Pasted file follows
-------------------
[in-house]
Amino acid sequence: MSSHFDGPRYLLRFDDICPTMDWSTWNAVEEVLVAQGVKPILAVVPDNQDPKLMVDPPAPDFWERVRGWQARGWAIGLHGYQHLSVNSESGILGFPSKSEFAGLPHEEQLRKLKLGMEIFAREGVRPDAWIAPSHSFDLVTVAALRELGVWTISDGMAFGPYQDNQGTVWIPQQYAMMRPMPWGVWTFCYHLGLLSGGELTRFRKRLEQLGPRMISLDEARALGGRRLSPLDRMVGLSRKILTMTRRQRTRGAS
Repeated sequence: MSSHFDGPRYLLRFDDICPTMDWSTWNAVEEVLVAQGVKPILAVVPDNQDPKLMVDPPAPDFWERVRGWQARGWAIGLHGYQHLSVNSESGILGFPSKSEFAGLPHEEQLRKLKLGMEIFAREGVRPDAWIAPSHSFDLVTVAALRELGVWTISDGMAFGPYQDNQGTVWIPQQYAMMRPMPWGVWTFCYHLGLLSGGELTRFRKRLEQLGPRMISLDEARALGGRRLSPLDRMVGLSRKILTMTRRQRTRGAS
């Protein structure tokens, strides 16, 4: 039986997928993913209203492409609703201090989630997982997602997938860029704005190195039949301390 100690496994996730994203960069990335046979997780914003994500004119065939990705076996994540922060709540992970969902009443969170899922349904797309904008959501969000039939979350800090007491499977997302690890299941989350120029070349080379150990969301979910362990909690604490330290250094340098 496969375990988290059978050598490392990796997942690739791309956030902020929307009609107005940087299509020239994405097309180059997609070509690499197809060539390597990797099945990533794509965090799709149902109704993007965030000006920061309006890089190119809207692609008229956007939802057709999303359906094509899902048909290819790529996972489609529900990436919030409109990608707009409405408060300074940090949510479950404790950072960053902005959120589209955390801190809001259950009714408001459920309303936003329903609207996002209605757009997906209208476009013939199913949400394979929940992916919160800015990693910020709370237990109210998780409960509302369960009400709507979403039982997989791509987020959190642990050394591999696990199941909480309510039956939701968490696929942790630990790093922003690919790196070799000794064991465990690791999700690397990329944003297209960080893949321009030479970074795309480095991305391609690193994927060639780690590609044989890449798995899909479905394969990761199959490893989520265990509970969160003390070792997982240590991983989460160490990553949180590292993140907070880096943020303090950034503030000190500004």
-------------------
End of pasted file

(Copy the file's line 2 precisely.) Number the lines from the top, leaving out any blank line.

Amino acid sequence: MSSHFDGPRYLLRFDDICPTMDWSTWNAVEEVLVAQGVKPILAVVPDNQDPKLMVDPPAPDFWERVRGWQARGWAIGLHGYQHLSVNSESGILGFPSKSEFAGLPHEEQLRKLKLGMEIFAREGVRPDAWIAPSHSFDLVTVAALRELGVWTISDGMAFGPYQDNQGTVWIPQQYAMMRPMPWGVWTFCYHLGLLSGGELTRFRKRLEQLGPRMISLDEARALGGRRLSPLDRMVGLSRKILTMTRRQRTRGAS